Apr 25, 2012

Connecting the Dots

Do you remember the childhood game of connect the dots? I used to play it all the time when I was a kid. There was something satisfying about drawing a line from one dot to the next to create a picture. Now, I love helping my 2-year old son do the same. The realization dawning on his face when that picture forms is priceless! It is a simple game and in the end, reveals so much. But why am I talking about a children’s game?

What does that have to do with EcoLogic?

Simply put what EcoLogic does is not that simple. It is complex. So in 2011 we started the campaign Connect the Dots in an effort to explain how building a fuel-efficient stove in Guatemala should matter to a lawyer in Boston, or why a composting latrine in Panama should be important to a student in San Francisco.

The message: we are all truly connected.

Last year I met Don Vicente Canales on his farm in northern Honduras. He spoke about
his recent successes incorporating agroforestry techniques into his farm land and how the
technical support provided by EcoLogic has helped.

Whether you are a farmer in remote village in Guatemala or a lobster fisherman off the shores of Cape Cod, water is the source of life— we are all connected. We all share the Earth – and we should all work as hard as we can to protect it. Our approach is holistic and the tools we use are diverse.

On the same trip as meeting Don Vincent Canales I met up with some local girls who took the hike up the hills to see their community water tank.

This campaign is about drawing lines from the tools we use to help illustrate the connections, not only between each EcoLogic project but between you, me, the villages we support, and the rest of the world.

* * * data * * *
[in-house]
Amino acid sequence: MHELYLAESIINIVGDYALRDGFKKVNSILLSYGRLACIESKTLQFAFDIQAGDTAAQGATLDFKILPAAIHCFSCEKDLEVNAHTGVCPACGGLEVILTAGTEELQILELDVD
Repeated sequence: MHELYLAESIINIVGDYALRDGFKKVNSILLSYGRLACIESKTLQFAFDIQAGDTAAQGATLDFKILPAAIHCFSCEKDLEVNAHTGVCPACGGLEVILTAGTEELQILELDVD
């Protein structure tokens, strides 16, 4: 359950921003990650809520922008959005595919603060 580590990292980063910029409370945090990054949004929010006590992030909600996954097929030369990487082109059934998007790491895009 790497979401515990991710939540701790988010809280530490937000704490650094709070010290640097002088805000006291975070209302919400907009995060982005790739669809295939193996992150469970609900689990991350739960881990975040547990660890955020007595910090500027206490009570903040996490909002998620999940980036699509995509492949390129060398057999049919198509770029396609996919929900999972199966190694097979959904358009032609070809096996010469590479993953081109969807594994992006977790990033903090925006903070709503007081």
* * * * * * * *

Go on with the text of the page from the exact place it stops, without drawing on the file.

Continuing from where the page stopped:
EcoLogic wants all people in Central America and Mexico to have the motivation and the ability to protect the environment and provide for themselves in sustainable ways, so that they can improve their well-being and quality of life.
Doña Ovina Hurtado, a Community Leader in Punta Alegre smiling with her
 friend during a recent trip to the Gulf of San Miguel in Panama.

We hope that our efforts to Connect the Dots between the people and places where we work will hit home for you. So, stay tuned for our messaging about Connect the Dots. We would like you to read our words and imagine the picture that forms by connecting all the dots. And remember, you are an important "dot" that helps complete the picture.

- Gina Rindfleisch, Program Officer for EcoLogic
Gina manages EcoLogic's fundraising activities targeting individual donations. Prior to joining EcoLogic she served for two years as a Peace Corps volunteer in Nicaragua working in environmental education and holds a BA in environmental studies from Long Island University. 

Apr 18, 2012

Don’t call it a comeback…

Spring has sprung, flowers are blooming, and EcoLogic is blogging. This feels right.

Even though EcoBlogic has been on hiatus since July – EcoLogic certainly hasn’t.With ongoing projects from Mexico to Panama and regional staff working with hundreds of communities with reforestation projects and water source protection, we have plenty to show you.

For instance, did you all know what an inga seed looks like?

Inga, or guama in Spanish, is a plant used in agroforestry. Agroforesty is a method of farming that mixes small trees and shrubs in among crops. Why would you want to do that, you ask? Well, good question. Agroforestry farming takes advantage of the natural benefits of trees and shrubs, such as reducing soil erosion because of their root system, shading crops with their leaves, and then, when the leaves fall and decompose, acting as a natural fertilizer for the soil.

Now, the beauty of using inga is that its native to the areas where we work and when farmers use it in their fields they can, overtime, double their crop yield!

How about fuel-efficient stoves? Have you seen them in action?

This is a stove we built in Honduras and - since we use local, readily available materials - it is made from adobe. For rural communities in Honduras, families typically use open-pit fires, like you would for camping. This method is inefficient and dangerous. The fuel-efficient stoves we build are up to 60% more efficient, so that means less wood has to be collected and fewer trees are removed from the forest.

So that’s why we have created EcoBlogic – to give you a closer look at our work and perhaps see it in a different light. Also, we also want to hear from you - your questions, your comments. Tell us what you think, what you want to know more about, who you want to hear from. We welcome all comments!